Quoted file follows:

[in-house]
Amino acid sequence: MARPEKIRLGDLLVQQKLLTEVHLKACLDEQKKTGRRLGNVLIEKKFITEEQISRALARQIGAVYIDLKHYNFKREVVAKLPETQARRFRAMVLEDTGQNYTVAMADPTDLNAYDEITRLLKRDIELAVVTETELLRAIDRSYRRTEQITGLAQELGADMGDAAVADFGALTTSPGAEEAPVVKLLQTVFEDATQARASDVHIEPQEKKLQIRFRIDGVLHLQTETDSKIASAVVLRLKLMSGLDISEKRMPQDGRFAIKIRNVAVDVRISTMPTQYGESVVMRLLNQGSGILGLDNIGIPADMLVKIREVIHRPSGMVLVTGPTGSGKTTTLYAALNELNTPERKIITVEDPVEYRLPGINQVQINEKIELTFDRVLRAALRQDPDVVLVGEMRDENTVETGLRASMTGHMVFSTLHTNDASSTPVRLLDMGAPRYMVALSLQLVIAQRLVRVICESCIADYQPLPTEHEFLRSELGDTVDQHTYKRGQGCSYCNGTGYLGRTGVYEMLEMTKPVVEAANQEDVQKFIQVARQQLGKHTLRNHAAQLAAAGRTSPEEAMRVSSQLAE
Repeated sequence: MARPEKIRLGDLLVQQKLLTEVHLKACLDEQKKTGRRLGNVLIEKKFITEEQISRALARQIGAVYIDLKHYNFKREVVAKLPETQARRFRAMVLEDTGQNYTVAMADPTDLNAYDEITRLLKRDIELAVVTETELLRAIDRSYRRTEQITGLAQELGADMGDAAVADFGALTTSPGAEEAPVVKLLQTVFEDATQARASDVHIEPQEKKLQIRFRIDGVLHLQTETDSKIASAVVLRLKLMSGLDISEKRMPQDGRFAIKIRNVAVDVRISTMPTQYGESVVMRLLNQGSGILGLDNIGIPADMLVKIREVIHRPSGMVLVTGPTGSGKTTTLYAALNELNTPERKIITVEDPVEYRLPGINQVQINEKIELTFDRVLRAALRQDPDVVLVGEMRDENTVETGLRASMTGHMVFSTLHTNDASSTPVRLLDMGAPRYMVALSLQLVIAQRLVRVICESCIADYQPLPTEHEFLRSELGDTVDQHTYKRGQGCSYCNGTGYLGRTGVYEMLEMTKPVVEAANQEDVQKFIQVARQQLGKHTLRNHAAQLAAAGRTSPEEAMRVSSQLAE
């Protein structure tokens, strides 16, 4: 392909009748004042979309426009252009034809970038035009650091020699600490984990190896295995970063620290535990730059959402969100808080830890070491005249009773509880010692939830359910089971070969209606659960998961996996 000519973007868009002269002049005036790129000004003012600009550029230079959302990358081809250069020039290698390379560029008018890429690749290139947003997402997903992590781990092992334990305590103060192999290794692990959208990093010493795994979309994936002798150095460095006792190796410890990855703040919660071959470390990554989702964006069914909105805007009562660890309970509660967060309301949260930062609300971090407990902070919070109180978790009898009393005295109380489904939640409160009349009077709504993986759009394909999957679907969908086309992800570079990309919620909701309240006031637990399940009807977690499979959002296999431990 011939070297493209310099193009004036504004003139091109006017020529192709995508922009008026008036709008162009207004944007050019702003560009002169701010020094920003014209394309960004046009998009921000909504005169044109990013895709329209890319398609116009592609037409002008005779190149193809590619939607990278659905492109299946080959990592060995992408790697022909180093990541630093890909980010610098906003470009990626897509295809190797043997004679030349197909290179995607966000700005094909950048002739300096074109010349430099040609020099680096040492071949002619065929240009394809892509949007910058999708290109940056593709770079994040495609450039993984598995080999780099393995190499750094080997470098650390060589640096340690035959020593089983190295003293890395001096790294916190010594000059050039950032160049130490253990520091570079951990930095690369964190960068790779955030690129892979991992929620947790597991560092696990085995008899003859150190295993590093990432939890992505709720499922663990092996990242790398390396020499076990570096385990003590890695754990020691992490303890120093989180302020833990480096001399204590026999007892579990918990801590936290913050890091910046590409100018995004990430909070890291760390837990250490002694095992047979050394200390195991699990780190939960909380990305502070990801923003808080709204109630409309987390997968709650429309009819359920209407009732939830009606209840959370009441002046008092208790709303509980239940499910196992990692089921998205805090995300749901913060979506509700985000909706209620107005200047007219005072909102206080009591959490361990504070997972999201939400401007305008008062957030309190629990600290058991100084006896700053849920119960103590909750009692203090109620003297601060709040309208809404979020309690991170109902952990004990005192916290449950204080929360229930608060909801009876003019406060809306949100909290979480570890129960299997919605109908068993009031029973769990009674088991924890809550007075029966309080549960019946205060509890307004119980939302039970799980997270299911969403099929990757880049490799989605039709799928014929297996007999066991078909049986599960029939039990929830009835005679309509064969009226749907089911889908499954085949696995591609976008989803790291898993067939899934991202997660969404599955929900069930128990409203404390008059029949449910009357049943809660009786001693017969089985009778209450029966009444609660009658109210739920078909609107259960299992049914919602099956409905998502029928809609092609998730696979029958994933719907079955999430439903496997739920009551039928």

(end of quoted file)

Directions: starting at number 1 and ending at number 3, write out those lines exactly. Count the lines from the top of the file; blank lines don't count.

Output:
[in-house]
Amino acid sequence: MARPEKIRLGDLLVQQKLLTEVHLKACLDEQKKTGRRLGNVLIEKKFITEEQISRALARQIGAVYIDLKHYNFKREVVAKLPETQARRFRAMVLEDTGQNYTVAMADPTDLNAYDEITRLLKRDIELAVVTETELLRAIDRSYRRTEQITGLAQELGADMGDAAVADFGALTTSPGAEEAPVVKLLQTVFEDATQARASDVHIEPQEKKLQIRFRIDGVLHLQTETDSKIASAVVLRLKLMSGLDISEKRMPQDGRFAIKIRNVAVDVRISTMPTQYGESVVMRLLNQGSGILGLDNIGIPADMLVKIREVIHRPSGMVLVTGPTGSGKTTTLYAALNELNTPERKIITVEDPVEYRLPGINQVQINEKIELTFDRVLRAALRQDPDVVLVGEMRDENTVETGLRASMTGHMVFSTLHTNDASSTPVRLLDMGAPRYMVALSLQLVIAQRLVRVICESCIADYQPLPTEHEFLRSELGDTVDQHTYKRGQGCSYCNGTGYLGRTGVYEMLEMTKPVVEAANQEDVQKFIQVARQQLGKHTLRNHAAQLAAAGRTSPEEAMRVSSQLAE
Repeated sequence: MARPEKIRLGDLLVQQKLLTEVHLKACLDEQKKTGRRLGNVLIEKKFITEEQISRALARQIGAVYIDLKHYNFKREVVAKLPETQARRFRAMVLEDTGQNYTVAMADPTDLNAYDEITRLLKRDIELAVVTETELLRAIDRSYRRTEQITGLAQELGADMGDAAVADFGALTTSPGAEEAPVVKLLQTVFEDATQARASDVHIEPQEKKLQIRFRIDGVLHLQTETDSKIASAVVLRLKLMSGLDISEKRMPQDGRFAIKIRNVAVDVRISTMPTQYGESVVMRLLNQGSGILGLDNIGIPADMLVKIREVIHRPSGMVLVTGPTGSGKTTTLYAALNELNTPERKIITVEDPVEYRLPGINQVQINEKIELTFDRVLRAALRQDPDVVLVGEMRDENTVETGLRASMTGHMVFSTLHTNDASSTPVRLLDMGAPRYMVALSLQLVIAQRLVRVICESCIADYQPLPTEHEFLRSELGDTVDQHTYKRGQGCSYCNGTGYLGRTGVYEMLEMTKPVVEAANQEDVQKFIQVARQQLGKHTLRNHAAQLAAAGRTSPEEAMRVSSQLAE